The Player Crucible series, and the Orcs of Thar Gazetteer before that, introduce rules by which any monster can be played. Basically, the fact that racial classes are used in OD&D is what helps, because if an Elf is just an Elf (not an Elf Fighter/Wizard), then the Sphynx can be just a Sphynx.
Also, non-fixed XP progressions mean that special abilities are compensated by slower progressions in addition to level adjustment (which comes as a sort of "negative" level). This allows finer tuning of special ability costs -- while level adjustment basically accounts for HD and combat abilities.
Racial classes can then be combined by multiclassing with shaman or wokan (wizard).
Here is an example of a custom made racial class:http://www.pandius.com/pcthoul.html
I'm confused. Is this the same edition as the original boxed set that had Men & Magic, Monsters & Treasure, and The Underworld and Wilderness Adventures? I just looked up the Player Crucible series and the cover looks as if it would belong to AD&D, not OD&D where every book (at least the ones I've seen) are black & white and not really professionally done.
D&D has many editions. When AD&D branched off the original game, development continued with the "basic" D&D game.
Going by the Wikipedia classification:http://en.wikipedia.org/wiki/Editions_of_Dungeons_%26_Dragons
the Player Crucible series belongs to the 4th (and 5th, they very similar) version of (O)D&D.
Ohhh, I see. So it's Basic D&D, but the 4th/5th edition of it after AD&D came out. Is that correct? So it's a whole different rule set than any other edition?
That also means that when 4th edition comes out, it's really the *6th* edition because of OD&D and Basic D&D, plus the 4 other main editions.
Actually, the count of D&D goes from 1 (original wooden boxes, Gygax/Arneson) to 2 (edited by Holmes), 3 (Moldvay), 4 (Mentzer) and 5 (Allston). Only 2 can be really called "Basic", since all others include other sets other than the Basic (one doesn't call it "Expert D&D", so no reason to call it Basic either, unless referring to the Basic Set/Red Box only). And since version 2 is actually very near to the original (not to mention the fact that it is designed as a bridge between the original and AD&D 1e), and quite different from 3, 4, and 5, there's really no way to get around the lack of formal edition names except by mentioning the editor...
The Player Crucible series works with the Mentzer and Allston revisions (Moldvay's version I know little -- it's the only one I've never read), but it should be fairly similar, though more limited).
It is as different from the original wooden boxes as is AD&D. With respect to 1e, it is more streamlined (much like 2e). With respect to the original, it's much more complete, especially in its last incarnation.
If you are interested in the design of D&D games, there are at least two subsystems of the Mentzer/Allston version that are worth checking out. One is the already mentioned "Creature PC" system (which is actually due to Bruce Heard, AFAIK), and the other is the Weapon Masteries system (a system for variable damage and combat maneveurs depending on skill with specific weapons).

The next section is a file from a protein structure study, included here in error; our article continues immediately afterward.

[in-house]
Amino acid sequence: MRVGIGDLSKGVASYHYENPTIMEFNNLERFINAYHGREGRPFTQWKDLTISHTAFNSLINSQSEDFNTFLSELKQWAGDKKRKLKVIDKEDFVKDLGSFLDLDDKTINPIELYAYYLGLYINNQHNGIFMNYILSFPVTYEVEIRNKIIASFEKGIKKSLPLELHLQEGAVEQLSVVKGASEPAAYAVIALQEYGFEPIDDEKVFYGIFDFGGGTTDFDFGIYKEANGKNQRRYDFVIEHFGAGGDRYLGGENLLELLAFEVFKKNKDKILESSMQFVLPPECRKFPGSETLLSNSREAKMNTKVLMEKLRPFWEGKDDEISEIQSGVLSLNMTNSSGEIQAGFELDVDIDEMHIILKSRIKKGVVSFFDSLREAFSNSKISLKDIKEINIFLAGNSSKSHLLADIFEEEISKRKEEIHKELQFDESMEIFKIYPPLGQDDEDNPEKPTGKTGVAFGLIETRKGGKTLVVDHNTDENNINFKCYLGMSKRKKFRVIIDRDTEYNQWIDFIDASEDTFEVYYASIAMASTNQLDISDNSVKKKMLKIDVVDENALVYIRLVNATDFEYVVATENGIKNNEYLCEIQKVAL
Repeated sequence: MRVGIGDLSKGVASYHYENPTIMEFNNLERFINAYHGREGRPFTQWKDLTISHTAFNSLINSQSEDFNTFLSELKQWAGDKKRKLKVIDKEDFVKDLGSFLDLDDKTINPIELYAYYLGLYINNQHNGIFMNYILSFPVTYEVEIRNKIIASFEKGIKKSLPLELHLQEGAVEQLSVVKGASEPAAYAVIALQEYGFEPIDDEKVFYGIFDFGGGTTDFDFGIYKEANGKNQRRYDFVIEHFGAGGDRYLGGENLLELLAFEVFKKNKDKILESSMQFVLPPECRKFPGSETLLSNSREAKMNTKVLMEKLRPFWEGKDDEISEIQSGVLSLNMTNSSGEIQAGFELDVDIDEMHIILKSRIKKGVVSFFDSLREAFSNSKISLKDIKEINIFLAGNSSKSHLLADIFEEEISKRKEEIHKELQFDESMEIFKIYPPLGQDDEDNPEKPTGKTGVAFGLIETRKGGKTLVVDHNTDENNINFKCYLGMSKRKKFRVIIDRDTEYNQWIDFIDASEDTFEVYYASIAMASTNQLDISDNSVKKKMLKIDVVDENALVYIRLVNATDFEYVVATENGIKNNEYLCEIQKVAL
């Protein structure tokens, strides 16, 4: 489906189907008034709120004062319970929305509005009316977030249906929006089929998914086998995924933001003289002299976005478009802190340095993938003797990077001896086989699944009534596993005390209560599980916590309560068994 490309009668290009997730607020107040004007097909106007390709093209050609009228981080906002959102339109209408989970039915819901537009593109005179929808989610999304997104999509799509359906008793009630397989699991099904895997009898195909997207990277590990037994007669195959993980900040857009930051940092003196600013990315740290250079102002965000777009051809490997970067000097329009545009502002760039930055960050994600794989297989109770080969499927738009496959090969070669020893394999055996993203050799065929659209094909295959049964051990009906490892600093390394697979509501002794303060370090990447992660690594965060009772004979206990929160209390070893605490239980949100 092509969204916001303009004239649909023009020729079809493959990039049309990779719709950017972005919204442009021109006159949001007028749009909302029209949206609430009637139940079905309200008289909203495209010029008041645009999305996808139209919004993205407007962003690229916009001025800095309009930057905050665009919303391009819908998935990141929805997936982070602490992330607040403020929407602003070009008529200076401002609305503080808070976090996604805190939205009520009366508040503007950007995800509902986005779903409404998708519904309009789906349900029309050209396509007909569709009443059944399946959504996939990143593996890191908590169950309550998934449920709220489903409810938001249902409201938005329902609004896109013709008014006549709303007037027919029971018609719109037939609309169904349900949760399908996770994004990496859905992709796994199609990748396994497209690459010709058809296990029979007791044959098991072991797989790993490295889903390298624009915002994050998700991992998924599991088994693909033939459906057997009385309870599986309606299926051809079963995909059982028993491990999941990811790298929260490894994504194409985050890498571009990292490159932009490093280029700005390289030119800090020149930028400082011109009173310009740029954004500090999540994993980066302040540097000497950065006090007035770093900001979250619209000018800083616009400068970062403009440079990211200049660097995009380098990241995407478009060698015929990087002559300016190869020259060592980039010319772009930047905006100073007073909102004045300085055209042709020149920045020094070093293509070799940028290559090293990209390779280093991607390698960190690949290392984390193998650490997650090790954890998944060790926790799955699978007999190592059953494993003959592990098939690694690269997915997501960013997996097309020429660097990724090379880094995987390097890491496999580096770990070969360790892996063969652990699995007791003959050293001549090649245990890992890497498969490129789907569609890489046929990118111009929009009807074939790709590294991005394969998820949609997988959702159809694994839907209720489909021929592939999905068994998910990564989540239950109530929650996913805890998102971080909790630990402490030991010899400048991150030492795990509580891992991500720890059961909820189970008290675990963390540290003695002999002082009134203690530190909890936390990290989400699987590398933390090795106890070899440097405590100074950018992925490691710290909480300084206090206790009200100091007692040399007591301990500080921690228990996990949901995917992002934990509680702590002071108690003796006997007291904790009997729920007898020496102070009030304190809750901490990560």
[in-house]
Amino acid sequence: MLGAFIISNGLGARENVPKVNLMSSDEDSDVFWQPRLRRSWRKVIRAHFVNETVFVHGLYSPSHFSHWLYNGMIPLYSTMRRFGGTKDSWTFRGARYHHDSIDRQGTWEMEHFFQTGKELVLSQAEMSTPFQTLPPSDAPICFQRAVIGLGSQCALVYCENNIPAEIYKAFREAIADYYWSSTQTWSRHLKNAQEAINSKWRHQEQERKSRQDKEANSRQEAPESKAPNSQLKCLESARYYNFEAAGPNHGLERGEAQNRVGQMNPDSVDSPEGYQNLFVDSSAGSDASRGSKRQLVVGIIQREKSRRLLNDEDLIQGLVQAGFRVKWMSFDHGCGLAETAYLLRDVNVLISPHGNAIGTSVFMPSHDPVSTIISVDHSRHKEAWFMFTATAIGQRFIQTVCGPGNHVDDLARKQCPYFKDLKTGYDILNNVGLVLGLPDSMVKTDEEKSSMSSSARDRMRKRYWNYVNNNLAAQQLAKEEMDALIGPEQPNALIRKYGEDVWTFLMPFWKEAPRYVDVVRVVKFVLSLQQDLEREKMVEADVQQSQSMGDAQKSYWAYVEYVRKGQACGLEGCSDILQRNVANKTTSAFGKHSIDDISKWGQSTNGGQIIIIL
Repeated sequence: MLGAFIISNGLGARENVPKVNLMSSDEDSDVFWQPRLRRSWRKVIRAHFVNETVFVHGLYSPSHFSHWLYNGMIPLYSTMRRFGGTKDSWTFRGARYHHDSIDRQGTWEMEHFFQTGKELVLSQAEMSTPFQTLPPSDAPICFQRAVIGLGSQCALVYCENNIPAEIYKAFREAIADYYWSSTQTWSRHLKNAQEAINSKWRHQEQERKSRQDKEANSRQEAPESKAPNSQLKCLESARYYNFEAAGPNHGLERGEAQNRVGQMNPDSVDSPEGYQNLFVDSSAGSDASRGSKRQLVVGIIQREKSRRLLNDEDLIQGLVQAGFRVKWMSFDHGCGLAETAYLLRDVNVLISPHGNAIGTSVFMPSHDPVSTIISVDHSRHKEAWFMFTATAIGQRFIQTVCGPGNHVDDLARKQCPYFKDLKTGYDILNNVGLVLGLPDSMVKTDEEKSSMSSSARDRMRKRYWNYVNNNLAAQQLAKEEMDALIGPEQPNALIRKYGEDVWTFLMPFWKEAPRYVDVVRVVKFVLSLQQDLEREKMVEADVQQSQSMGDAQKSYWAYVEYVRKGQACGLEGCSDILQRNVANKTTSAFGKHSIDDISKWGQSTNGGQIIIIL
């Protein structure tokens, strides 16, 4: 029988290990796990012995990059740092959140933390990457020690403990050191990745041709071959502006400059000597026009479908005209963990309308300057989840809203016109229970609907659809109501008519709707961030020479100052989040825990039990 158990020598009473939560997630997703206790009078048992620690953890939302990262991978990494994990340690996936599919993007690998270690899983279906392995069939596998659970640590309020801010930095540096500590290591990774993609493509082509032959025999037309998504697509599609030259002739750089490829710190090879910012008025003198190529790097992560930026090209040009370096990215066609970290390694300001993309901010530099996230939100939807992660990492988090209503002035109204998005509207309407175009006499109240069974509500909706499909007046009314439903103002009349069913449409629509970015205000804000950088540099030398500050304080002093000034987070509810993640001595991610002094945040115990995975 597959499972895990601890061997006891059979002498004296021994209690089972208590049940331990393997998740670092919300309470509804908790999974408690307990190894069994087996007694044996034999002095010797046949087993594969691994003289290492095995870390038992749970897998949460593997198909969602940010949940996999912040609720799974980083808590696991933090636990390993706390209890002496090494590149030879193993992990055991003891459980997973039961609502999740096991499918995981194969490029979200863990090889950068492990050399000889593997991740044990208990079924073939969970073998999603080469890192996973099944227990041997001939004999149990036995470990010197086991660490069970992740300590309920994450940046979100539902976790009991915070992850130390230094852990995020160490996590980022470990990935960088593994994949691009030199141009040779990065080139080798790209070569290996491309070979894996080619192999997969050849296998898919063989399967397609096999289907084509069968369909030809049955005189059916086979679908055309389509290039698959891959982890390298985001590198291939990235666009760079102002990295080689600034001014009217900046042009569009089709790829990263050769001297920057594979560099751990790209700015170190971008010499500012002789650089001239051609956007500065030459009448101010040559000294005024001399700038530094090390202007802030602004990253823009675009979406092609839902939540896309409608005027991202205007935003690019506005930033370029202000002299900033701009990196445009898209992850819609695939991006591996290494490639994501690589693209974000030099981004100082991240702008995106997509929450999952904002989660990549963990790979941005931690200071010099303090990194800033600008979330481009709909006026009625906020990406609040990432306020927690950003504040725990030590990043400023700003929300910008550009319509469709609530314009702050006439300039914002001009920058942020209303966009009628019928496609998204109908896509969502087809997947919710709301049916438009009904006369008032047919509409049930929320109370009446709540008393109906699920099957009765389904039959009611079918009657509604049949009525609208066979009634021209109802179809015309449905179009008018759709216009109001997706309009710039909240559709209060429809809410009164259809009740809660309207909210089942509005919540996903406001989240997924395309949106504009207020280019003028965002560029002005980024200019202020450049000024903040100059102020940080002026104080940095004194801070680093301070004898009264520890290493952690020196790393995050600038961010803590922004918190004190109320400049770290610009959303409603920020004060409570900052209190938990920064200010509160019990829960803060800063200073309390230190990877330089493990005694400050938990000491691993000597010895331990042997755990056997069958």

The Creature PC system is the ancestor of the 3e racial progressions, while the Weapon Mastery system is really not paralleled by any weapon specialization or combat feat system in AD&D or 3e, though 4e seems to implement a similar, though not directly related, system with its martial exploits.
Ah, there's no way to count them right... Basically, the story is that D&D went OOP after 5th version (Allston), more or less at the time of AD&D 2.5e.
When 3e was designed, the "A" was dropped because there was no other D&D game around, but the 3e version number refers to AD&D, considering 3e as a third edition of AD&D (even though 3e is much less compatible with AD&D 2e than any other edition, except perhaps the original Gygax/Arneson).
All this, not counting the fact that it's fairly difficult to say how many "main" editions of OD&D we have... does Holmes and Moldvay count as major (actually, they are fairly similar to their neighbours)? Do Mentzer and Allston count as different (I'd say no, even though Allston's Rules Cyclopedia does a great integration job -- it's the only D&D that comes in a single book)?
And, before I forget, there's also a mini-edition between AD&D and 3e -- the free standalone game called Dragonfist. It is basically AD&D 2e, with reversed AC as in 3e, progression limited to 10 levels and starting at 3rd, uniform ability score bonuses (in the form of bonus dice) that grow with level and a feat-like system for martial arts...
Still I think some new (fan created) content for the old editions would be a cool way to keep them fresh and alive.
Have you seen OZRIC? It's like a 1E version of 3E's SRD that compiles 1E rules and material. There are actually several sites that produce free content for AD&D.
Osric is actually the same rules as 1e, just diffrerent write ups (copyright laws alòw you to use game rules but not the text describing them). But the rules are 1E rules just as the SRD rules are D&D rules in a drier text.
Knights and knaves might be a good place to start looking around for this stuff anyway.
Oh yeah and sorry for spelling it wrong!